When you hear “design,” what images come to mind? Do you think of someone sketching products, drawing illustrations? A beautiful object? In the contemporary era, design means so much more than that.
I was introduced to the term “sustainability” in regards to the environment after working on United Nations Development Programme projects in Turkmenistan, my home country. This inspired me to further my studies in not just design, but in design for sustainability. Since receiving a Fulbright Graduate Scholarship to Savannah College of Art and Design and starting my master’s program in Design for Sustainability, my perception of design has completely changed.
I learned that the core of sustainability is about developing and focusing on solutions that address not only the planet’s wellbeing but also social and economic issues – a holistic approach. Therefore, as designers we are responsible for what we create. In this sense, design can be a very powerful tool in changing people’s mindsets.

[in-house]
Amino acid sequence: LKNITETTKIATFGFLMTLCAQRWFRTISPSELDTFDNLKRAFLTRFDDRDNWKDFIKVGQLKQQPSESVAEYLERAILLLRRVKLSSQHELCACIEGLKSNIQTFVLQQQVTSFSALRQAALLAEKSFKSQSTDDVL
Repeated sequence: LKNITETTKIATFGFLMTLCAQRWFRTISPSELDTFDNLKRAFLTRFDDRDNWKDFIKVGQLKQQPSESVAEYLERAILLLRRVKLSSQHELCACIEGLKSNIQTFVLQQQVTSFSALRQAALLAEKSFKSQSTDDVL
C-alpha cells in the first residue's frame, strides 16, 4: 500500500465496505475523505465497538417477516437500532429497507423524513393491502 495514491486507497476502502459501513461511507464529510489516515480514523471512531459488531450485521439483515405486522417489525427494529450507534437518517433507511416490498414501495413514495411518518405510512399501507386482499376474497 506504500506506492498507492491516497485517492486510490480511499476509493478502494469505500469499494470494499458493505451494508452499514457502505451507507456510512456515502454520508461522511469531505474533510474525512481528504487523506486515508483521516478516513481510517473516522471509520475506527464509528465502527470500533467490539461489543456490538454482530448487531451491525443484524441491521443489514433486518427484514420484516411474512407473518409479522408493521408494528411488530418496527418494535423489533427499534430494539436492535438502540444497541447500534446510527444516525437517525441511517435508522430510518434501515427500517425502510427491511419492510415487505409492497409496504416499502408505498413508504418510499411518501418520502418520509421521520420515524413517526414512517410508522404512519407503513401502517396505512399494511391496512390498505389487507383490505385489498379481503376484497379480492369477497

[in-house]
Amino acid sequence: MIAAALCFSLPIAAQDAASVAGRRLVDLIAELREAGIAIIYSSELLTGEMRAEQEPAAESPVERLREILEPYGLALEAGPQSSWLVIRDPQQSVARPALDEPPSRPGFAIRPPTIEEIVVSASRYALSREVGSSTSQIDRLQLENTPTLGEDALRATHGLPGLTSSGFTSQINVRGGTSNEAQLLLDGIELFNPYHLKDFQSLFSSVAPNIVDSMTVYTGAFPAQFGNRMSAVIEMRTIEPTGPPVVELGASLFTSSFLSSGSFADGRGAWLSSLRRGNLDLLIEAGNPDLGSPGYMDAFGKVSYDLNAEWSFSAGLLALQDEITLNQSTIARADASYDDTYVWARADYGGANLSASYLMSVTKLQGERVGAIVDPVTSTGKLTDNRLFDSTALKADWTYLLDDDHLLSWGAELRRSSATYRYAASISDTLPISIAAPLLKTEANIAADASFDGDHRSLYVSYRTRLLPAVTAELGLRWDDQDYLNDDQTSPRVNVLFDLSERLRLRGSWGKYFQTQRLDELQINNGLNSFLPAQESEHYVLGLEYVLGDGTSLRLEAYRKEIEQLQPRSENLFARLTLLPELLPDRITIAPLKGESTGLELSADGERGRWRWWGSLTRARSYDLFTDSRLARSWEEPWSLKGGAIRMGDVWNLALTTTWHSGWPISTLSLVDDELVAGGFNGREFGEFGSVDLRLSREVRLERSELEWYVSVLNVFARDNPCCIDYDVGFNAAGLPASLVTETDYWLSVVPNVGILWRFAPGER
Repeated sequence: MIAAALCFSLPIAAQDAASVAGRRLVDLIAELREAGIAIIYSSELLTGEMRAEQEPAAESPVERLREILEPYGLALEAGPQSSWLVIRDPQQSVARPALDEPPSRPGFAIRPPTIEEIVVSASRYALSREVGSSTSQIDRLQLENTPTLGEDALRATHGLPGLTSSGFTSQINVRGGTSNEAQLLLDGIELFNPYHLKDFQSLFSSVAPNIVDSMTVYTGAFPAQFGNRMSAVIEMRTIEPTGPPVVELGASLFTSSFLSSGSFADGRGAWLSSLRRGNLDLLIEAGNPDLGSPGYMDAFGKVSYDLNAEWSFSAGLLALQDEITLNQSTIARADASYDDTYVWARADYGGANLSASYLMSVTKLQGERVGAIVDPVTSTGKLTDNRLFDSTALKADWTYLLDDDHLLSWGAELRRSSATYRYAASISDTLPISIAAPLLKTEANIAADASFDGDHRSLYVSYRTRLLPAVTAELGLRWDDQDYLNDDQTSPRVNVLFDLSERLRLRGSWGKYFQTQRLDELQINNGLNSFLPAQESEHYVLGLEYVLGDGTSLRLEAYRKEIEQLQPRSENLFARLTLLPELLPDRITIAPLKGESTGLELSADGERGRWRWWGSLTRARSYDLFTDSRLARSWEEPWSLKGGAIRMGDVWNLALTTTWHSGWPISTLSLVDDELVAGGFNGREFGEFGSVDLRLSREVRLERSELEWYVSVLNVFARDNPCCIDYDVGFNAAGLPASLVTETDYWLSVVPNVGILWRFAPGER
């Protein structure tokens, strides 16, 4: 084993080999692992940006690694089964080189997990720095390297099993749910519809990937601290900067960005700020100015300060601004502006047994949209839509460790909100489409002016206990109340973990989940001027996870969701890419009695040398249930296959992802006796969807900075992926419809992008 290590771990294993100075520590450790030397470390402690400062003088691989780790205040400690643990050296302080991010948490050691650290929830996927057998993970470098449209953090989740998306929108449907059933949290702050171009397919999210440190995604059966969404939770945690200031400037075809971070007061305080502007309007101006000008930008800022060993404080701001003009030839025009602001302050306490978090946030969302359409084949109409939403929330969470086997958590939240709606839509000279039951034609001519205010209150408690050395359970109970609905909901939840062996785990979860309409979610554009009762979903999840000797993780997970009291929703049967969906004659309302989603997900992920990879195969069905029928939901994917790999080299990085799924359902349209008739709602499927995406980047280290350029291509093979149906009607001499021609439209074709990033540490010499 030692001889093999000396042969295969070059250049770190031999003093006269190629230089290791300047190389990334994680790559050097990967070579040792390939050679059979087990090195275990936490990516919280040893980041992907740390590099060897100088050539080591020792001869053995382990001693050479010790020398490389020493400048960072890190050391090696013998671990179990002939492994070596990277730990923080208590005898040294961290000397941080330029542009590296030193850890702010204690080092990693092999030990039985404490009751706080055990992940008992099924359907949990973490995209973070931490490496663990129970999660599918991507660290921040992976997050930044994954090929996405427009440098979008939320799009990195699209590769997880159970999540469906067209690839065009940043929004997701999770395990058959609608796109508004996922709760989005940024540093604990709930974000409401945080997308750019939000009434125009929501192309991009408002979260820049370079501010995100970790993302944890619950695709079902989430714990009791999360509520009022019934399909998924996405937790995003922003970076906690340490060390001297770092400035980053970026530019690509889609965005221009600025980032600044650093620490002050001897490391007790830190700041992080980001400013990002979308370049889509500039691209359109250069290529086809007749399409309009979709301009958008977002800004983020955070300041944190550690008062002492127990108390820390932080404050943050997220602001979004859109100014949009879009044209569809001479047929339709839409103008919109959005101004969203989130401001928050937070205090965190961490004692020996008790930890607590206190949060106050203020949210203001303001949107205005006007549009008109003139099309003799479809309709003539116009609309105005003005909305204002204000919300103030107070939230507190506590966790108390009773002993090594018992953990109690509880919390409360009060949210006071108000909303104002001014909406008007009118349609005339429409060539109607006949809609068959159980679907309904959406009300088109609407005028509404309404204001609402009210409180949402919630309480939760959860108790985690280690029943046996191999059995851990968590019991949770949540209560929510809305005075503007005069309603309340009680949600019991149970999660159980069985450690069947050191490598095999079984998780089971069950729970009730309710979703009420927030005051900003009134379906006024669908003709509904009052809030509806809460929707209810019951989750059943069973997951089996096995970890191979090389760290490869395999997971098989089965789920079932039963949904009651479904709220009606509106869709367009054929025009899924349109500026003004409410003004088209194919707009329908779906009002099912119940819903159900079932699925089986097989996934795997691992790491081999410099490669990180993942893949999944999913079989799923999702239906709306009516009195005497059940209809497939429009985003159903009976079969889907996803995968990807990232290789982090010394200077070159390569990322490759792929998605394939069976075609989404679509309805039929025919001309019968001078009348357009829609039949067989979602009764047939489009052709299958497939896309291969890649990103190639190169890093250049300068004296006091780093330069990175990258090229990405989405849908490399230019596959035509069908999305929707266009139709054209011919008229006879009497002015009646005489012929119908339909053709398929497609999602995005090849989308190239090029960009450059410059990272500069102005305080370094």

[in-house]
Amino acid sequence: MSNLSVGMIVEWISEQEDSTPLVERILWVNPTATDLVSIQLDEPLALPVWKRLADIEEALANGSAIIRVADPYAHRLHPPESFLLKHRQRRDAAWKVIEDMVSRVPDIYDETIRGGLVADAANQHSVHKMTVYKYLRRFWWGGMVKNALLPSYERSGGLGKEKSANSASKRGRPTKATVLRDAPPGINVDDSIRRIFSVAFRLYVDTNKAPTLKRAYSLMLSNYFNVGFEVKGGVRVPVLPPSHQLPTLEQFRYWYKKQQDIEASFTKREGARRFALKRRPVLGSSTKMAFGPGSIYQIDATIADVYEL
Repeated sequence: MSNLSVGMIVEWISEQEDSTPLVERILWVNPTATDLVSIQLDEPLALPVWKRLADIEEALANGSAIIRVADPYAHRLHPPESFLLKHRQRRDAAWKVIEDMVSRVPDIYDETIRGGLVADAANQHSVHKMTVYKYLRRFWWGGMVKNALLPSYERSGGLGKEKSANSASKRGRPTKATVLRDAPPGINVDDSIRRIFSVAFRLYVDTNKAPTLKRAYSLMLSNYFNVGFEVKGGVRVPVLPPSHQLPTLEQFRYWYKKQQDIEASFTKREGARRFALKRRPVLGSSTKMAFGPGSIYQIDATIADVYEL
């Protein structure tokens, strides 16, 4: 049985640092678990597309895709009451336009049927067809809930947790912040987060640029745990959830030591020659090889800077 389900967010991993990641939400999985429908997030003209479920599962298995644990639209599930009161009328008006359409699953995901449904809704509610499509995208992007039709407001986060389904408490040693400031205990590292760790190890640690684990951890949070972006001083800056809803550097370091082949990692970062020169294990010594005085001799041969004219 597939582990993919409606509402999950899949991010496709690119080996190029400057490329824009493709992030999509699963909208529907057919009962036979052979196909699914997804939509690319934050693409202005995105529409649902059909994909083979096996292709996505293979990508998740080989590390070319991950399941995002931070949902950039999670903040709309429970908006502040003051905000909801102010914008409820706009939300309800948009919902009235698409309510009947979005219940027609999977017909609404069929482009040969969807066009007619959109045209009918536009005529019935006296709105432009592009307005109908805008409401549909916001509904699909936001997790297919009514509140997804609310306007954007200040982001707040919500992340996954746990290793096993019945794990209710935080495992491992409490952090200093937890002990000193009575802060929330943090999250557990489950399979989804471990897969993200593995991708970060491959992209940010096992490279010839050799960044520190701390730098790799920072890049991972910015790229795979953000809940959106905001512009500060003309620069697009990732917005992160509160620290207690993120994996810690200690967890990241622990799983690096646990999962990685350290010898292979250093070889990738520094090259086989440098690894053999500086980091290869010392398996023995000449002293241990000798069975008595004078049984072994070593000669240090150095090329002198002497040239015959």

This summer, I am continuing to explore complex systems, and sustainability by living at Dancing Rabbit Ecovillage through my Muskie Program internship with Global Ecovillage Network of North America (GENNA) Alliance and The Center for Sustainable and Cooperative Culture. Global Ecovillage Network North America is a network of intentional communities, ecovillages, and initiatives that connect individuals and groups from different cultures who share a common vision of people living in co-creative harmony with Earth’s biosphere and each other.
Life in an ecovillage